Former defense secretary Robert Gates receives considerably more screen time but, like Gessen and Ioffe, appears in selective sound bites to make predetermined points. He states, for instance, his (by all indications correct) conviction that Moscow interfered in the election campaign. How, why, and to what extent this interference occurred never get the serious and nuanced attention that such profound questions deserve.
Nor does the broader evolution of Russia’s foreign policy, an area where the tough-minded Gates is known for acknowledging that the United States underestimated Russia’s reaction both to the Soviet collapse, and to U.S. efforts to “teach” Moscow how to handle its own affairs.
The Program Is Selective In Its History, Too
“The Most Powerful Man in the World” is selective not only in its use of people, but also in its use of history. The program moves abruptly from former president George W. Bush’s famously ill-advised statement that he “was able to get a sense of [Putin’s] soul,” to Hillary Clinton’s condemnations of Putin. It never stops to consider Bush’s later criticism of the Russian president or Clinton’s announcement of the Obama administration’s “reset” with Russia in 2009.
Similarly, after asserting that Putin “despised Hillary Clinton” and linking this to alleged support for the Trump campaign, the program does nothing to explain why the Russian leader’s sentiments did not prevent the reset from occurring or, for that matter, lead Putin to refuse to meet with Clinton.
Beyond this, Zakaria does little to explain why candidate Donald Trump’s suggestion that “it wouldn’t be bad to get along with Russia” is such a problem, beyond repeating charges that Putin is a corrupt authoritarian leader. Since the United States maintains cooperative relations with several corrupt authoritarian leaders, this is not especially persuasive. Particularly when one considers that Russia has a nuclear arsenal that could quite literally destroy the United States in an afternoon.
At the same time, the program quotes the New Yorker’s David Remnick to the effect that Russia is in a “position of relative weakness” without referring to Trump’s regular statements that he intends to deal with Russia from a position of strength or to Russian criticism of this approach when voiced by Secretary of Defense James Mattis.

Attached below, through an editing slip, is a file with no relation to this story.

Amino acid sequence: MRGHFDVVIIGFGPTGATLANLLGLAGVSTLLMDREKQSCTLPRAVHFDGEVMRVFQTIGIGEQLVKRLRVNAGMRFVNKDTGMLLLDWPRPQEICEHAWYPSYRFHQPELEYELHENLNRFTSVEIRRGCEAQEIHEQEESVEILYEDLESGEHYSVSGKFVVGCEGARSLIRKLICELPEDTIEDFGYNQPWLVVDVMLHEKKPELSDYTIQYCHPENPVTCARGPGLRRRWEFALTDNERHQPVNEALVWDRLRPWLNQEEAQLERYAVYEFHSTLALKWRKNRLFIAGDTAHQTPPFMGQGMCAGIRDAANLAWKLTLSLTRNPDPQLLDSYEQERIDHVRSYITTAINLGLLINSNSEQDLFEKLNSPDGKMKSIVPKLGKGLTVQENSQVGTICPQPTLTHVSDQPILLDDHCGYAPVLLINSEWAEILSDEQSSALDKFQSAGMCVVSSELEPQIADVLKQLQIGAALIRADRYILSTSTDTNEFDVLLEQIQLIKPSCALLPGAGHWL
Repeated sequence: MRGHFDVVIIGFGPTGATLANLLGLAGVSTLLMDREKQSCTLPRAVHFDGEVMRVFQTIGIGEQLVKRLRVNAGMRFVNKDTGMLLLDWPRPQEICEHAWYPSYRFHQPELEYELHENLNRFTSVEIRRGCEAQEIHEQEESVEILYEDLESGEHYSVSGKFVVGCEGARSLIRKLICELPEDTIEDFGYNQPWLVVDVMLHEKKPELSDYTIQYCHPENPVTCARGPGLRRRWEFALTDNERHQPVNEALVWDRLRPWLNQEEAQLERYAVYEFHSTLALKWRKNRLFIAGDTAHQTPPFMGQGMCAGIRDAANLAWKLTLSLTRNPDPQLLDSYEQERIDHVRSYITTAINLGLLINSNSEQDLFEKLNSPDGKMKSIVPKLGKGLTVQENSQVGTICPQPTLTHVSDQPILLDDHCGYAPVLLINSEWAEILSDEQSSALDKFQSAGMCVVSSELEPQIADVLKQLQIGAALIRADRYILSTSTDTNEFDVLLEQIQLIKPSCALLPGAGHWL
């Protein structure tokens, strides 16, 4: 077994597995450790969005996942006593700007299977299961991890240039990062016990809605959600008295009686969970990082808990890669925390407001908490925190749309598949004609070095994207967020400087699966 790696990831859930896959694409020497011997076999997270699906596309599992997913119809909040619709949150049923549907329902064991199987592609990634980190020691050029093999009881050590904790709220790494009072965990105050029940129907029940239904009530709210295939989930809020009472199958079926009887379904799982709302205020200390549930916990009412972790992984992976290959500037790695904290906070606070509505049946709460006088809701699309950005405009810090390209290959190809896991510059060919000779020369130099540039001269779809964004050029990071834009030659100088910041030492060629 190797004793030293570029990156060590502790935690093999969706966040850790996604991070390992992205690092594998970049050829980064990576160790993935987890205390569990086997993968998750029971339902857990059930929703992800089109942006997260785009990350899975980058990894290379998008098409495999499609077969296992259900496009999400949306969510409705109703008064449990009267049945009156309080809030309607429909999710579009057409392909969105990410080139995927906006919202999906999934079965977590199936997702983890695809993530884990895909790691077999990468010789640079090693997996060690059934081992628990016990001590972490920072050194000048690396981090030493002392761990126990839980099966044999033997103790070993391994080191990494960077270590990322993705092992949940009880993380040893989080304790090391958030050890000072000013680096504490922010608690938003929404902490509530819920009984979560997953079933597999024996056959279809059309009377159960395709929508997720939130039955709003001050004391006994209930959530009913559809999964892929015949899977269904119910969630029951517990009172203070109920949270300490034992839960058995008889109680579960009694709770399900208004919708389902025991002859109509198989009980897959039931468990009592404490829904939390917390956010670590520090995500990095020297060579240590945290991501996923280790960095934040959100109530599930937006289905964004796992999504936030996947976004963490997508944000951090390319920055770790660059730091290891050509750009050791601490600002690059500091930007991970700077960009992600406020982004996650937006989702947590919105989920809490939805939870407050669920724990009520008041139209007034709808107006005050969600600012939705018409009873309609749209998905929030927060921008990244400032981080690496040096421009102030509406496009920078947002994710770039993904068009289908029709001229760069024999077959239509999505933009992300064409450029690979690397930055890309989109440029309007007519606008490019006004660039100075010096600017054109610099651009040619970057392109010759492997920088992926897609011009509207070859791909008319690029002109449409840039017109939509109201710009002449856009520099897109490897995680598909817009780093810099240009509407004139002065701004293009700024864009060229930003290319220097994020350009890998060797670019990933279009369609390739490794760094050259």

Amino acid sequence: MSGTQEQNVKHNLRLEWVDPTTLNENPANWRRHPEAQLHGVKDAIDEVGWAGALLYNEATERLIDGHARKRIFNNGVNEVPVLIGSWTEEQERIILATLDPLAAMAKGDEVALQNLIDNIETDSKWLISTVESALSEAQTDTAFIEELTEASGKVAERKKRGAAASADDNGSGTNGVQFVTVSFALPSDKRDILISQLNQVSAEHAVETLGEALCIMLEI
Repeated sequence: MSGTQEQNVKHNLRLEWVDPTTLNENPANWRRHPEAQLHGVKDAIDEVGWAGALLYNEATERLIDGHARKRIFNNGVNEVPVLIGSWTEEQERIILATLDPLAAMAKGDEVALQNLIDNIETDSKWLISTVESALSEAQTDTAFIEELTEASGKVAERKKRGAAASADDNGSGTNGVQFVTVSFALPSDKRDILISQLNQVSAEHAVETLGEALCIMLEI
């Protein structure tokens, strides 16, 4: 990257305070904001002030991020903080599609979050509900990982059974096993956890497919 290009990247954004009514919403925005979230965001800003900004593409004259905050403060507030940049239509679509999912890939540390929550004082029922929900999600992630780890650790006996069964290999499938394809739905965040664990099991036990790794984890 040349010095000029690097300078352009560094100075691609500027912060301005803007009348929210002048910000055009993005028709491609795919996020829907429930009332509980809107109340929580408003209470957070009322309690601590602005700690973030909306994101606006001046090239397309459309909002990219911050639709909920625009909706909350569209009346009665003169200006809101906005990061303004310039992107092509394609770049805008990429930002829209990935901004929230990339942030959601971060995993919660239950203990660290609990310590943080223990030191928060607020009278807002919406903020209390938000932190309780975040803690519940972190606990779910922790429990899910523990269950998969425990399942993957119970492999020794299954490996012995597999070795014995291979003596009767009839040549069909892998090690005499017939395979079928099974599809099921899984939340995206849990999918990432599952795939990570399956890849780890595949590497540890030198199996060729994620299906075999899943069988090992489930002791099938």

Why Call Putin ‘The Most Powerful Man In The World’?
Ultimately, the program’s treatment of Clinton and Trump (and Bush, for that matter), makes it difficult to escape the conclusion that Zakaria himself is the source of the superficiality and bias in “The Most Powerful Man in the World.”
A former informal adviser to past president Obama and a frequent critic of President Trump, the special report’s host does not seem too interested in conveying details that complicate what appears to be an effort to damage Trump by attacking Putin. Lawyerly statements like Zakaria’s qualified and unsourced assertion that “at least in part, some observers say Hillary Clinton lost because of the alleged hacking operation” appear intended to insinuate rather than educate.
At the conclusion of the program, Zakaria’s strange insistence that Putin is the world’s most powerful man not because Russia is powerful, but because Putin controls Russia so thoroughly, sounds more like a retroactive justification for the title than an organizing concept for the program. On one hand, the report ignores not only that Putin is no Joseph Stalin, but also that the Russian leader does face real political constraints on his power, something apparent in the Kremlin’s obsession with public opinion polls.
On the other hand, it does not explain why Russia is powerful—what is it, exactly, that Putin is doing to exercise this global dominance as the world’s most powerful man?
There’s Nothing ‘Special’ About This Report
Since the documentary does not investigate Russia’s foreign policy or global role, the title seems to be another contrived dig at Trump, playing with the long-held view that the president of the United States is the world’s most powerful individual by implying that Putin is the one behind the curtain, pulling the strings.
For this, the program rather predictably fails to provide a shred of evidence. Since former Director of National Intelligence James Clapper has publicly stated that he was not aware of any evidence of collusion between the Trump campaign and Russia when he left office on January 20, and Zakaria does not appear to have unearthed anything himself, this looks like an old-fashioned cheap shot.
CNN has at times justifiably criticized Donald Trump for his casual allegations. This time, however, Fareed Zakaria’s special report seems to be making charges it just can’t back up. In the end, it isn’t very special at all.